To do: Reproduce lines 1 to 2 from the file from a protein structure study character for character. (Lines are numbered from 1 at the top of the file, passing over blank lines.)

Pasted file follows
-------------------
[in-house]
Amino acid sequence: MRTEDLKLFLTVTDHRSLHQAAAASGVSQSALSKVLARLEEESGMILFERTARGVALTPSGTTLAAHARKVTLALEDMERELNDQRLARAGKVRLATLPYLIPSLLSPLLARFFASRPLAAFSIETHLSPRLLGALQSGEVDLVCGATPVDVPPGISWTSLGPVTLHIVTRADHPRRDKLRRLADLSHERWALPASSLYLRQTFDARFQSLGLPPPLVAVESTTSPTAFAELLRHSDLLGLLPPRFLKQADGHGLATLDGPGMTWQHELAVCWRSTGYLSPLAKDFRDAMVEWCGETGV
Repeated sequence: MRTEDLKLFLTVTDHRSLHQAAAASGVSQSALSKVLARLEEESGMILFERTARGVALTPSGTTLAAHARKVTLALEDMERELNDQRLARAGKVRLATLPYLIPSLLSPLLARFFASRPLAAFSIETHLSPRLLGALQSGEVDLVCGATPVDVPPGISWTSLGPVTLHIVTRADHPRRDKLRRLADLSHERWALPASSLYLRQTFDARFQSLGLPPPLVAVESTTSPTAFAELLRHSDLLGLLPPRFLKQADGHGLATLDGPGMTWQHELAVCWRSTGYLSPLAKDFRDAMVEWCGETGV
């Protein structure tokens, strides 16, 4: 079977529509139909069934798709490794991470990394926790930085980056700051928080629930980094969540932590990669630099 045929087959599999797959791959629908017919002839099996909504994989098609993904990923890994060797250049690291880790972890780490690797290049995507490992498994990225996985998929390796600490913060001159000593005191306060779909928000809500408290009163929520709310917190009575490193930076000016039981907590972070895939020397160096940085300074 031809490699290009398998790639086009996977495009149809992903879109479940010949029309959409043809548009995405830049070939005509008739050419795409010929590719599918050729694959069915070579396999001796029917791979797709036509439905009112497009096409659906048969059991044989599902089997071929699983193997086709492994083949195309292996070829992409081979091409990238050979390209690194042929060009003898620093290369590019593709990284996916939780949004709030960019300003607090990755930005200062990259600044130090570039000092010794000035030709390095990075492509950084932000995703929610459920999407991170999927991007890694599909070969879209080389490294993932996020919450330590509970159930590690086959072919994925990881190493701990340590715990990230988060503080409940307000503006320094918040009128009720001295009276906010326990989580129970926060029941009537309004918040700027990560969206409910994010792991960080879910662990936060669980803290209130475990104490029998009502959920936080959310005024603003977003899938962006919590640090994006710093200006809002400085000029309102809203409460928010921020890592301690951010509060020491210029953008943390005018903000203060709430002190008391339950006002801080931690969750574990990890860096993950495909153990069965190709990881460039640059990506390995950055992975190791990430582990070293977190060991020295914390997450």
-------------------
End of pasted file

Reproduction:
[in-house]
Amino acid sequence: MRTEDLKLFLTVTDHRSLHQAAAASGVSQSALSKVLARLEEESGMILFERTARGVALTPSGTTLAAHARKVTLALEDMERELNDQRLARAGKVRLATLPYLIPSLLSPLLARFFASRPLAAFSIETHLSPRLLGALQSGEVDLVCGATPVDVPPGISWTSLGPVTLHIVTRADHPRRDKLRRLADLSHERWALPASSLYLRQTFDARFQSLGLPPPLVAVESTTSPTAFAELLRHSDLLGLLPPRFLKQADGHGLATLDGPGMTWQHELAVCWRSTGYLSPLAKDFRDAMVEWCGETGV